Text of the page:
"We expect to maintain balance in our portfolio, which has become a competitive advantage for us over the last seven years," confirmed Thiele, who remains firmly of the opinion that despite these significant storm losses in the third quarter, the company will still be in a position to achieve a return on equity in the mid to high teens in 2006, (subject to a normal catastrophe year).

In terms of changing the balance of their portfolio, there is very little likelihood that PartnerRe will seek to materially increase its exposure to US windstorm, with Patrick Thiele adding that they will pay close attention to increasing frequency and severity in such exposures. However, should prices continue to improve outside of US windstorm, he said, "we would expect to write more business and try to further balance our catastrophe book." With expectations that the supply of catastrophe excess of loss cover in the south east of the US and the Gulf Coast will be "barely" adequate, strong price increases are a given in the renewal season, Thiele believes. In terms of US casualty opportunities, he is of the opinion that they are "pretty close to our risk appetite" with any growth potential more on an exposure basis. It would appear that expansion opportunities for PartnerRe lie mainly in its diversified lines of business.

Pushed on the potential for growth on the European front, Thiele responded positively, believing that, "in the traditional property casualty book in Europe there is certainly a better tone than there was last year." With property rates set to improve across most European regions, it is not Katrina and Rita that is expected to be the driving force, but rather storm Erwin and the Central European floods.

On specific lines of business impacted directly by the storm losses, PartnerRe is clearly quite bullish in terms of predicted price hikes, with rates on catastrophe, property specialty, energy, marine and sections of the property per risk book expected to record marked price increases. Putting a percentage on such price hikes, suggestions are that US windstorm will rise by between 20%-40%, catastrophe prices look set to record double digit increases, while offshore energy should push into the triple digit bracket.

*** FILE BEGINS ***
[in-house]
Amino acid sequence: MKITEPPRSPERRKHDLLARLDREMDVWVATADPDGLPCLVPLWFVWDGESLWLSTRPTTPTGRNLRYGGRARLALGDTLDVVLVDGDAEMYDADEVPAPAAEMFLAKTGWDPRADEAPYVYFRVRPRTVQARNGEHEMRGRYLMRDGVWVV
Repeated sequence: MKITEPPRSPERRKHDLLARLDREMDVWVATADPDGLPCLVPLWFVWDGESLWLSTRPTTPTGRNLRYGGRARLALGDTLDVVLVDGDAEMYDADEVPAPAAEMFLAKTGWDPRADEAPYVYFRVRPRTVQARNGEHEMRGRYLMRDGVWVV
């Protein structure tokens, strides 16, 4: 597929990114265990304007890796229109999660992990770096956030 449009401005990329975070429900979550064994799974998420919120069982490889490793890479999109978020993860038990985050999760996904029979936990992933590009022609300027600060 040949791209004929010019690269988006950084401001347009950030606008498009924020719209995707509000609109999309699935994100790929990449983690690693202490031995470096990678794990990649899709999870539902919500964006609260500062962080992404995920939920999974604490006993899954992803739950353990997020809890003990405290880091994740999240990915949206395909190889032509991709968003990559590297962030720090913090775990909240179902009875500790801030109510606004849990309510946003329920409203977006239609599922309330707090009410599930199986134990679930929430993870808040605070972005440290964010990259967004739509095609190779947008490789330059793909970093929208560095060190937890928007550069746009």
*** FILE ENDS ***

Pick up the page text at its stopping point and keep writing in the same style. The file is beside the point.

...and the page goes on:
But the question is whether, having hemorrhaged some $610m in a single quarter, PartnerRe is in a position to avail of these improving market conditions, or if it will be forced to infuse all available capital back into the balance sheet?

Capital matters

At the time of the investment analyst call, PartnerRe was evasive when asked about the potential for raising capital. Thiele was confident that the company had sufficient capital to exploit any attractive price moves "quickly and decisively", while Albert Benchimol was of the opinion that PartnerRe was "not in a bad place" in terms of available capital, with the capital model continuing to show strong capital adequacy, although he added, "We are currently doing the analysis and we have not and are not prepared to say anything right now about whether or not we are going to raise capital." But he did concede that were the company to seek to raise capital; PartnerRe was in a strong position to be able to tap any cash inflow. "I've got more bankers calling on us every day than I know how to count offering us money," he confirmed. "So we can afford to be opportunistic." Within hours, PartnerRe announced it had responded to those calls, stating that it had raised $550m in additional capital.